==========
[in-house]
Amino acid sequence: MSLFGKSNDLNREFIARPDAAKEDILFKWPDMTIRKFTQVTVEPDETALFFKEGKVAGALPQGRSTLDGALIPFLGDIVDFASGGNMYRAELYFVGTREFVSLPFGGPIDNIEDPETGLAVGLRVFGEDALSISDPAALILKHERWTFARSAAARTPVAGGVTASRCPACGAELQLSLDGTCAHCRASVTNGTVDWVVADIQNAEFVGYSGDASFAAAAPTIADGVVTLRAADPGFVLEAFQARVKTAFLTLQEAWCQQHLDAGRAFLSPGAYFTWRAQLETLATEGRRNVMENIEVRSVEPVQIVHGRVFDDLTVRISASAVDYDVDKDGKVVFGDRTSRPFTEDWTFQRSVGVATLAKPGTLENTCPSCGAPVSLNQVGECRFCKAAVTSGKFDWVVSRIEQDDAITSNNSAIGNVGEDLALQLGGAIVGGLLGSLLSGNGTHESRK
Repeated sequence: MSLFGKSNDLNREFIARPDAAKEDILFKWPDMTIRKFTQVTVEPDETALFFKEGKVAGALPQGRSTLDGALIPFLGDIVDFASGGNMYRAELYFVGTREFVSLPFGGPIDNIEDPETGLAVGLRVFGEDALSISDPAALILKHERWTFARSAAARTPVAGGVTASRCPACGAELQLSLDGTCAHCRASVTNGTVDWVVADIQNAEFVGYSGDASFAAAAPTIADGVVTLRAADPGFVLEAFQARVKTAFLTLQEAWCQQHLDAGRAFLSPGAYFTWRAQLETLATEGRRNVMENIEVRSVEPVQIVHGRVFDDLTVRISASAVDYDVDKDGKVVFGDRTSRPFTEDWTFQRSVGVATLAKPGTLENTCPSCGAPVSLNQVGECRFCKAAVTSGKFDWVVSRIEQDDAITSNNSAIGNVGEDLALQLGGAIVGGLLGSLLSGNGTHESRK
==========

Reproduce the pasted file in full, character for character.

[in-house]
Amino acid sequence: MSLFGKSNDLNREFIARPDAAKEDILFKWPDMTIRKFTQVTVEPDETALFFKEGKVAGALPQGRSTLDGALIPFLGDIVDFASGGNMYRAELYFVGTREFVSLPFGGPIDNIEDPETGLAVGLRVFGEDALSISDPAALILKHERWTFARSAAARTPVAGGVTASRCPACGAELQLSLDGTCAHCRASVTNGTVDWVVADIQNAEFVGYSGDASFAAAAPTIADGVVTLRAADPGFVLEAFQARVKTAFLTLQEAWCQQHLDAGRAFLSPGAYFTWRAQLETLATEGRRNVMENIEVRSVEPVQIVHGRVFDDLTVRISASAVDYDVDKDGKVVFGDRTSRPFTEDWTFQRSVGVATLAKPGTLENTCPSCGAPVSLNQVGECRFCKAAVTSGKFDWVVSRIEQDDAITSNNSAIGNVGEDLALQLGGAIVGGLLGSLLSGNGTHESRK
Repeated sequence: MSLFGKSNDLNREFIARPDAAKEDILFKWPDMTIRKFTQVTVEPDETALFFKEGKVAGALPQGRSTLDGALIPFLGDIVDFASGGNMYRAELYFVGTREFVSLPFGGPIDNIEDPETGLAVGLRVFGEDALSISDPAALILKHERWTFARSAAARTPVAGGVTASRCPACGAELQLSLDGTCAHCRASVTNGTVDWVVADIQNAEFVGYSGDASFAAAAPTIADGVVTLRAADPGFVLEAFQARVKTAFLTLQEAWCQQHLDAGRAFLSPGAYFTWRAQLETLATEGRRNVMENIEVRSVEPVQIVHGRVFDDLTVRISASAVDYDVDKDGKVVFGDRTSRPFTEDWTFQRSVGVATLAKPGTLENTCPSCGAPVSLNQVGECRFCKAAVTSGKFDWVVSRIEQDDAITSNNSAIGNVGEDLALQLGGAIVGGLLGSLLSGNGTHESRK